Texas A&M AgriLife Vice Chancellor Award in Excellence Winners Were Announced for Entomology

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Carla Smith, left, received the Vice Chancellor’s Award in Excellence in the business and operational staff category. Photo by Rob Williams.

COLLEGE STATION, Texas –A member of the administrative office at the Department of Entomology and one collaborative partnership are starting the New Year off right as they received the Vice Chancellor’s Award in Excellence d

The Saltcedar Team, center, received the Vice Chancellor Award in Excellence for their outstanding work in controlling salt cedar.

The Saltcedar Team, center, received the Vice Chancellor Award in Excellence for their outstanding work in controlling salt cedar.

uring the Centennial Conference in January.

Administrative Services Officer Carla Smith received the Vice Chancellor’s Award in Excellence in the business and operational staff category and the Salt Cedar Biological Control Team received the Vice Chancellor Award in Excellence in the Team category during the awards ceremony in College Station.

Smith has served the department in her current capacity since 2007. Before her entomology appointment, she served from 1993-2007 as administrative coordinator for the Texas Institute for Advancement of Chemical Technology at Texas A&M. Carla began working for Texas A&M in 1991 for TEEX.

“Carla works diligently with regard to all facets of the department and her expertise spans all roles within administration,” Department Head Dr. David Ragsdale wrote in his nomination letter for Smith. “She is readily accessible to the faculty, staff, and students and strives to make sure that everyone has the resources necessary to complete their jobs.”

Ragsdale also noted that Smith was very essential to the Department and dedicated to keeping everything running smoothly.

“Carla is the ‘go to’ senior staff member who keeps the departmental enterprise moving forward,” he wrote. “Without her leadership, the bits and pieces of the department would not work in unison and the wheels would fall off the bus.”

In addition to Smith, the Salt Cedar Biological Control Team received the award for their work in developing, implementing and evaluating a sustainable biological control strategy for salt cedar that will benefit Texas for years to come.

The team, which consists of Texas A&M AgriLife Research entomologists Dr. Jerry Michels and Dr. Allen Knutson, Michels’ research assistant Erin Jones, and AgriLife Extension entomologist Dr. Mark Muegge, established several populations of the introduced salt cedar leaf beetle in all of the major watersheds of West Texas and provided technical assistance and education to landowners and managers on using biological control to the invasive species. Following a 10-year effort, the leaf beetles are now well established in all of those watersheds, according to the nomination letter.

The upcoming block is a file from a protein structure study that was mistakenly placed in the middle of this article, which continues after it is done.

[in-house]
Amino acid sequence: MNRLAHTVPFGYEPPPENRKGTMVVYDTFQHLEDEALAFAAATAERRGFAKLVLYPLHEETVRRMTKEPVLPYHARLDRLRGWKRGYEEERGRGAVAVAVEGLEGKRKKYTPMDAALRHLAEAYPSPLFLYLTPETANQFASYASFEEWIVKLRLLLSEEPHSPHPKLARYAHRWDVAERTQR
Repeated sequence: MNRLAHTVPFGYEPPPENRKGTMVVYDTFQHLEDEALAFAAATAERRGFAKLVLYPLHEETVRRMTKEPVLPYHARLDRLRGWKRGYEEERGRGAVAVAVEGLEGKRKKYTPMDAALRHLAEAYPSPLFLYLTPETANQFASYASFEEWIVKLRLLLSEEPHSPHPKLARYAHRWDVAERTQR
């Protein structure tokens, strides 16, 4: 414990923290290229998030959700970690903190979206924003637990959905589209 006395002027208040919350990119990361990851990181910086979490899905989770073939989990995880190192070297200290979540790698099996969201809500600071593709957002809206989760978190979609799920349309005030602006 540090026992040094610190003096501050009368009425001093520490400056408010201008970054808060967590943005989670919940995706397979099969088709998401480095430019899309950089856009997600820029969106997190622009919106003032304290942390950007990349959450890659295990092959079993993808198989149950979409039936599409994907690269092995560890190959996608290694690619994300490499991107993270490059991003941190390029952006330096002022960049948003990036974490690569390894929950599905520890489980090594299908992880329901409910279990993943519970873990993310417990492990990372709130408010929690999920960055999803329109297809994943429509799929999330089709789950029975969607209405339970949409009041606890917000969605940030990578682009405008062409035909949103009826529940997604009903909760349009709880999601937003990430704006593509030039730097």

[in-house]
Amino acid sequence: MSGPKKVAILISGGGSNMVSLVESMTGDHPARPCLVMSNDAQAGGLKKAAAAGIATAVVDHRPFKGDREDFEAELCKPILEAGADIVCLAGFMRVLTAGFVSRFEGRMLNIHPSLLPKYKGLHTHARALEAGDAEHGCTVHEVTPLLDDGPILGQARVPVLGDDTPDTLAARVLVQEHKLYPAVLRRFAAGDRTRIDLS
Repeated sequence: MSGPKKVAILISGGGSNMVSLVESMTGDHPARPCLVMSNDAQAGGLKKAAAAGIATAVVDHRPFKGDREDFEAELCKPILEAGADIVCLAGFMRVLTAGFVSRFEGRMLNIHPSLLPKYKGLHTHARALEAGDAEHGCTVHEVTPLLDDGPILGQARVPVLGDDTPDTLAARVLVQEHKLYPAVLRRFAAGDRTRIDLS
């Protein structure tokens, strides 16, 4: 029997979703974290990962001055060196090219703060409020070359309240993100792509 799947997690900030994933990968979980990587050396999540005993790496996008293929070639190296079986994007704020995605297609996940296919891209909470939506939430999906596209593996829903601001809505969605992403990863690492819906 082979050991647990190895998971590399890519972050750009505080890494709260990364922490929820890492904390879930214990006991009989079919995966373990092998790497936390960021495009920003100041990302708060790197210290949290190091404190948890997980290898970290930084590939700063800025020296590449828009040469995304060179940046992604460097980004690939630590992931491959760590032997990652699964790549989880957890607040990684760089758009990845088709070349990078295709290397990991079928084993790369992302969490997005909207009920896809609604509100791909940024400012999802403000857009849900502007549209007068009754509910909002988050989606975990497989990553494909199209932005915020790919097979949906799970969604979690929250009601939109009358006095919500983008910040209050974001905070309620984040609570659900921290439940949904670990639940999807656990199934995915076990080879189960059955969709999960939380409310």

The beetles defoliate salt cedar trees during the summer. With repeated defoliation, trees deplete their energy stores and slowly starve to death. As a result, branches die back, the canopy shrinks, and after several years of repeated defoliation, many trees will begin to die.

“The achievements of the Salt Cedar Biological Control Team illustrates the value of Extension and research programs working together, with AgriLife Research providing applied and basic research results to support the key mission and AgriLife Extension faculty implementing programs by networking with and educating stakeholders about the risks and ultimate benefits of biological control,” Ragsdale said.

Dr. Mike McWhorter, international training specialist and Associate Director for Training Programs at the Norman Borlaug Institute for International Agriculture, along with the Veterinary Epidemiology, Diagnostic Detection and Outreach team, also received the Vice Chancellor’s Award in Excellence in the category of International Involvement.

McWhorter, who is an adjunct professor in the Department was recognized along with Heather Simmons, education and outreach theme leader, National Center for Foreign Animal and Zoonotic Disease Defense (Texas A&M AgriLife Research), Amy Swinford, microbiology branch chief, Texas A&M Veterinary Medical Diagnostic Laboratory; Sandy Rodgers, assistant section head for serology, TVMDL; Tom Hairgrove, program coordinator for livestock and food animal systems, Texas A&M AgriLife Extension Service and TVMDL; and Floron Faries Jr., professor and Extension specialist, FAZD and AgriLife Extension.

The Vice Chancellor’s Award in Excellence is the highest employee award given by Texas A&M AgriLife. Established in 1980, the awards program recognizes the commitment and outstanding contributions of faculty and staff across the Texas A&M AgriLife agencies.

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